User management in Linux
The following sections explain how Advanced Server Access manages users on Linux servers.
By default, Advanced Server Access creates server usernames that follow the most restrictive Linux naming conventions. Usernames can contain lowercase letters (a-z), numbers (0-9), dashes (-), and underscores (_), can't be a reserved name, and have a maximum length of 32 characters. In the event a username collision occurs, an attempt is made to differentiate between users by appending a number to the server username.
Server account permissions
Server account permissions are managed at the group level. When a user belongs to multiple groups on a project, the user has a combination of all the permissions granted to the groups. See Team roles.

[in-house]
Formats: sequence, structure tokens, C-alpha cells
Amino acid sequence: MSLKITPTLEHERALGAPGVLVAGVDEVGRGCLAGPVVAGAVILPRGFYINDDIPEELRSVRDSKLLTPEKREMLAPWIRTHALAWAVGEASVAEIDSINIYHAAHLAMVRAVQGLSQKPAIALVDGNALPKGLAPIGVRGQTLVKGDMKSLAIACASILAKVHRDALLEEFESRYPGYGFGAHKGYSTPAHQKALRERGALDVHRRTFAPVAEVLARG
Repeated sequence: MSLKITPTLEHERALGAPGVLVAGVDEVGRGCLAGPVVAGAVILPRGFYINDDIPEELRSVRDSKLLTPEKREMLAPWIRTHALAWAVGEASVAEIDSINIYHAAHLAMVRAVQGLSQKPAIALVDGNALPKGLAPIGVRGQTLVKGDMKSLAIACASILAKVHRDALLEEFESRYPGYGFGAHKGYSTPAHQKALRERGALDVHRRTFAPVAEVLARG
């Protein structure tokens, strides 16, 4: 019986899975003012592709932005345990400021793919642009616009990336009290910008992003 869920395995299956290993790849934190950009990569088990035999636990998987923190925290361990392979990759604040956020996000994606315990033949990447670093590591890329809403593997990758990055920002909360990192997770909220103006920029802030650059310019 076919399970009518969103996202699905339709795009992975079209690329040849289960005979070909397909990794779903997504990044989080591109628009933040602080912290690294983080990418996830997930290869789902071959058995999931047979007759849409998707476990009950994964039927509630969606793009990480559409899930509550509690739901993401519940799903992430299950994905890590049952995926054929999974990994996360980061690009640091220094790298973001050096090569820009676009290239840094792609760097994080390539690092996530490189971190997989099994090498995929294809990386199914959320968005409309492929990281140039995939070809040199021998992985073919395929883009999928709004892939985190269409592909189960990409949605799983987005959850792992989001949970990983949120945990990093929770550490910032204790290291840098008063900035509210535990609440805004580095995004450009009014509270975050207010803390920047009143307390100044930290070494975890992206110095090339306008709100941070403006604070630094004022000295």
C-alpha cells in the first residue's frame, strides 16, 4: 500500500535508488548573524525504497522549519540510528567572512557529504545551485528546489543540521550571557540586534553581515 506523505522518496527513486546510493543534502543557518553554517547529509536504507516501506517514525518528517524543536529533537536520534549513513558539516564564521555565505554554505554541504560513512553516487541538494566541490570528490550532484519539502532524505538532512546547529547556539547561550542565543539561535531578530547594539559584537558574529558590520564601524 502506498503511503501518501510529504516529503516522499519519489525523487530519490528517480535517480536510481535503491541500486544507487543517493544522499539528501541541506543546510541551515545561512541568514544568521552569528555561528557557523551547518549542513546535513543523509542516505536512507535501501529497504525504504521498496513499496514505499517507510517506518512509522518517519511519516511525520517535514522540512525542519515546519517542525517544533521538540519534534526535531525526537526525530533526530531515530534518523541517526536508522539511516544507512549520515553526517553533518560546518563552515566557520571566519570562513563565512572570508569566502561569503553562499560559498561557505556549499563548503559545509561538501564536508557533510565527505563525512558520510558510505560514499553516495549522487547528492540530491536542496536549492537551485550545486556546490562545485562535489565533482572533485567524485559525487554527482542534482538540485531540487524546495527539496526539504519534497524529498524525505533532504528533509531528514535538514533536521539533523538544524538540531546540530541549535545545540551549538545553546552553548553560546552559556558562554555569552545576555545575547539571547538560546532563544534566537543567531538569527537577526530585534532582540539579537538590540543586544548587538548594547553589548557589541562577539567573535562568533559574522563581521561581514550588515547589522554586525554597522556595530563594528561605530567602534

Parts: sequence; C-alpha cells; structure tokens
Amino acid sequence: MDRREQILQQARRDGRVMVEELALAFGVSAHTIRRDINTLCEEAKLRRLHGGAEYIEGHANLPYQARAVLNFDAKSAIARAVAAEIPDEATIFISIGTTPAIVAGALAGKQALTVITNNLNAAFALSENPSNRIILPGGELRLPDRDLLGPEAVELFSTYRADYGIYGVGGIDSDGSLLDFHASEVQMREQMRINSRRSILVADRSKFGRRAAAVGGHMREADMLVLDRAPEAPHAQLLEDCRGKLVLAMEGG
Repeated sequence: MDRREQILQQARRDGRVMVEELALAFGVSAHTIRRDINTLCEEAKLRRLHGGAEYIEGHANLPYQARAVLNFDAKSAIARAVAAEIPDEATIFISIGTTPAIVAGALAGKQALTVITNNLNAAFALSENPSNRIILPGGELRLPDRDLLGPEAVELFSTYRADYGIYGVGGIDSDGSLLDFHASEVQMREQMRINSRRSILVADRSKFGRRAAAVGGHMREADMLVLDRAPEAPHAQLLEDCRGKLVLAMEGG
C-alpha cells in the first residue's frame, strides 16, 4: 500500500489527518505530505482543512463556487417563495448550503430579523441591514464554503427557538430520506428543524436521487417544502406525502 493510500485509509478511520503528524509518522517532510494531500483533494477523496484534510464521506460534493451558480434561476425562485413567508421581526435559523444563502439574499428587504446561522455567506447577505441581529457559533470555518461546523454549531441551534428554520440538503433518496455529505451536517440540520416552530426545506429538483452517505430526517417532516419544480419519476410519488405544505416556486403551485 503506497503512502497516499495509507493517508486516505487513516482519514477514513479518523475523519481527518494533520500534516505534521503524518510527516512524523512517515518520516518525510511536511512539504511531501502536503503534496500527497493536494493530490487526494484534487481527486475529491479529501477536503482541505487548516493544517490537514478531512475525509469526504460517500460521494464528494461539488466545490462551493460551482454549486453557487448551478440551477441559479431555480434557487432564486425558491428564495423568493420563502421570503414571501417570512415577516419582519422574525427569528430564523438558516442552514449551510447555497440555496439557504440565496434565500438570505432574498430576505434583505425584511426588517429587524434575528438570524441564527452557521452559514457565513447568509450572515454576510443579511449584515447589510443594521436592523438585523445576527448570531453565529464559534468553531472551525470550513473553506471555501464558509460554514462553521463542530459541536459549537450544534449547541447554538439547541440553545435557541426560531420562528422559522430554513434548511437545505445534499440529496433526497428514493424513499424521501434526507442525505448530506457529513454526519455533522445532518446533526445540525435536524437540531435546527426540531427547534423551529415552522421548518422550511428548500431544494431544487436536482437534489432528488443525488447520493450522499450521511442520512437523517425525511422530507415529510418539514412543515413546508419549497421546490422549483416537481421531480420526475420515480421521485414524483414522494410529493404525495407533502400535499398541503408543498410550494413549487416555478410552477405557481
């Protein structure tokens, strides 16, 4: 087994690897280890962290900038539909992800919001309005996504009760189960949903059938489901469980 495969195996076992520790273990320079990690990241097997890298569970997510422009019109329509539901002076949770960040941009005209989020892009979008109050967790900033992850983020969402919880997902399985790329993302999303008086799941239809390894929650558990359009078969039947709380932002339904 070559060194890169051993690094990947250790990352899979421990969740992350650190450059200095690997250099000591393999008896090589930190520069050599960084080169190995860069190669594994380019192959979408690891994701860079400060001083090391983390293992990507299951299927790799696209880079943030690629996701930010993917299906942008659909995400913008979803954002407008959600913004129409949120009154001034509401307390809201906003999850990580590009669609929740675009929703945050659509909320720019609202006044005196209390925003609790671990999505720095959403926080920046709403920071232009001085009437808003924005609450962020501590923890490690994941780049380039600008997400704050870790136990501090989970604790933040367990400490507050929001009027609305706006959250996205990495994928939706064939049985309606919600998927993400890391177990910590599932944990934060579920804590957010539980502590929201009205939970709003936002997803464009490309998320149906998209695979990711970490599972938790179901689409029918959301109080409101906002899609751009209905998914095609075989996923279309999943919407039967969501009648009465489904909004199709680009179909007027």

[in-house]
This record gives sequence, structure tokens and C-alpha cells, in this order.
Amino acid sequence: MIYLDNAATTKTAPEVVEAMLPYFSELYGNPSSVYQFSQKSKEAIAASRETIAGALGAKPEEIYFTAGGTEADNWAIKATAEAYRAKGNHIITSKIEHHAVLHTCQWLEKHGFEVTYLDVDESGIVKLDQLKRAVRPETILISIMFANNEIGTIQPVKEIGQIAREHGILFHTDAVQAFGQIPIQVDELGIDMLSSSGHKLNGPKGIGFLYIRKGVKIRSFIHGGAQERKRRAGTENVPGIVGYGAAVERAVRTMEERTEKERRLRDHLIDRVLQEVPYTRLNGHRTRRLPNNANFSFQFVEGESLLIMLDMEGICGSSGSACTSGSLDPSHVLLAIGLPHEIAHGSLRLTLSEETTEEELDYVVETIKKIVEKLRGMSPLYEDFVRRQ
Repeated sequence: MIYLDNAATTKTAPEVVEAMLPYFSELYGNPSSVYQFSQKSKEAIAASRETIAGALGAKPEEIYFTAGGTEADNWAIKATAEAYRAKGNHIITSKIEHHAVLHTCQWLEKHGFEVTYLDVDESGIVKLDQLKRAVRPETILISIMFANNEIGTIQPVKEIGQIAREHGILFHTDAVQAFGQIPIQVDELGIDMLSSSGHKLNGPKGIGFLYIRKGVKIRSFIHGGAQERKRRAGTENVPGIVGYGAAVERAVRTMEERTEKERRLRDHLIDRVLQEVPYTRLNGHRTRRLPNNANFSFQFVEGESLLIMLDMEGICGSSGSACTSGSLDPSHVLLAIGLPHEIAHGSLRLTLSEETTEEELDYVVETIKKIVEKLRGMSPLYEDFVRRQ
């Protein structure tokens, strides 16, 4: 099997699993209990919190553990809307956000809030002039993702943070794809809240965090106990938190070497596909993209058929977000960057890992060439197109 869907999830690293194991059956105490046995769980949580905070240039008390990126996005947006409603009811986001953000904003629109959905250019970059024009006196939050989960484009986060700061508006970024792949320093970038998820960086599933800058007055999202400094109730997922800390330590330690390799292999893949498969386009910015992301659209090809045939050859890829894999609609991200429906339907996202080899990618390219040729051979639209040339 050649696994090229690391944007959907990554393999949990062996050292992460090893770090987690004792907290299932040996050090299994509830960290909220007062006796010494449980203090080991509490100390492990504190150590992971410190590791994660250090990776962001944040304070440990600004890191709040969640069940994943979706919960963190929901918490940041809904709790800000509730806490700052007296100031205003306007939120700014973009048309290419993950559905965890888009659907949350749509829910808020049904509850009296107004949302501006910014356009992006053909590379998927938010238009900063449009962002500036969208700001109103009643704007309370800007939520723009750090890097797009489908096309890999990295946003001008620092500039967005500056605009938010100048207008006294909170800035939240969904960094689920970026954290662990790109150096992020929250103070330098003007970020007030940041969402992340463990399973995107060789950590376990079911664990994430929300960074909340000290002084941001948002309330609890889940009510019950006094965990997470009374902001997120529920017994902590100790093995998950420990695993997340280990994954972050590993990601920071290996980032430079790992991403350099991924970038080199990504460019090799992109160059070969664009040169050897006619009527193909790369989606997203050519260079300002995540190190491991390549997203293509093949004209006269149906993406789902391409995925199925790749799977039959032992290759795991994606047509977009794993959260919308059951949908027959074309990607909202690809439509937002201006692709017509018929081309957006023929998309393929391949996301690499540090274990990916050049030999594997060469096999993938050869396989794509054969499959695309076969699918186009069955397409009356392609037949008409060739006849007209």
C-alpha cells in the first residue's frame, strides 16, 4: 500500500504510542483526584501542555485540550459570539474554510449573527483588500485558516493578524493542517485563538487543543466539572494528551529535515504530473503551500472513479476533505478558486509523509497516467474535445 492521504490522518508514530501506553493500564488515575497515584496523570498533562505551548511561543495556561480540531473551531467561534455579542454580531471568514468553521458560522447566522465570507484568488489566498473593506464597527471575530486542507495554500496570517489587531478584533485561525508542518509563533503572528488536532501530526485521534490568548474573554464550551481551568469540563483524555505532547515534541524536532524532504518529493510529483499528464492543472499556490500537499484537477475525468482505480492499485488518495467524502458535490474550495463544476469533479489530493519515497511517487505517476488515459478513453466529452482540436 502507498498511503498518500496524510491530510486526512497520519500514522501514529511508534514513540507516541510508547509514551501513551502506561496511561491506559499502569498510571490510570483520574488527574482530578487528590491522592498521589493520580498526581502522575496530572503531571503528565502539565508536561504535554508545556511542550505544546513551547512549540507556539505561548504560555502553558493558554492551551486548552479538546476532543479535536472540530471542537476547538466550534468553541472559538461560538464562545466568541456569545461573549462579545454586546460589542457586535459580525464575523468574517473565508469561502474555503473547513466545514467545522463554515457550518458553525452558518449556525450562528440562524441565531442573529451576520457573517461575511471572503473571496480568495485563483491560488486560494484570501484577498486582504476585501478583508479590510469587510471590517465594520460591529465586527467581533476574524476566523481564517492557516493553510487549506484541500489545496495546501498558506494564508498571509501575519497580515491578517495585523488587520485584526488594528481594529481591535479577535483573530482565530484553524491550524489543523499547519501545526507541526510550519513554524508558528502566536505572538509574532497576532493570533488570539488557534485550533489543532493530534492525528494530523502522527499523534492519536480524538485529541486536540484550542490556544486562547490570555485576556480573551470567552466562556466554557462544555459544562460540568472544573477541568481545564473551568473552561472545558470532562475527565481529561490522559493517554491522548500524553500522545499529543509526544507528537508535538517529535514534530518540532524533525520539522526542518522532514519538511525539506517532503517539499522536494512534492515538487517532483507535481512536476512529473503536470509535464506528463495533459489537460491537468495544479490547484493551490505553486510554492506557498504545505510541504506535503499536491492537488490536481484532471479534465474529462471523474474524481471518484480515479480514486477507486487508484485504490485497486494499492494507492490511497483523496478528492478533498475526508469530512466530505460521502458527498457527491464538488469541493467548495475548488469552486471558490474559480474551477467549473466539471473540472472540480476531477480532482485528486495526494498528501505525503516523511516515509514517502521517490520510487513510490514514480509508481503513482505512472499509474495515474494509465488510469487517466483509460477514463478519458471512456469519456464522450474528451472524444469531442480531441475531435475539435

The server agent creates the sft-admin group that grants passwordless sudo to its members through a sudoers.d drop-in configuration file. If a user has admin permissions on the project, they'll be added to the sft-admin group, which in turn grants them the ability to use sudo.
Users are created and configured on Linux using standard tools, such as useradd and groupmod.
Update users and groups
Standard tools are used to manage user and group updates, such as usermod, groupadd, and groupmod.
Users are deleted with userdel.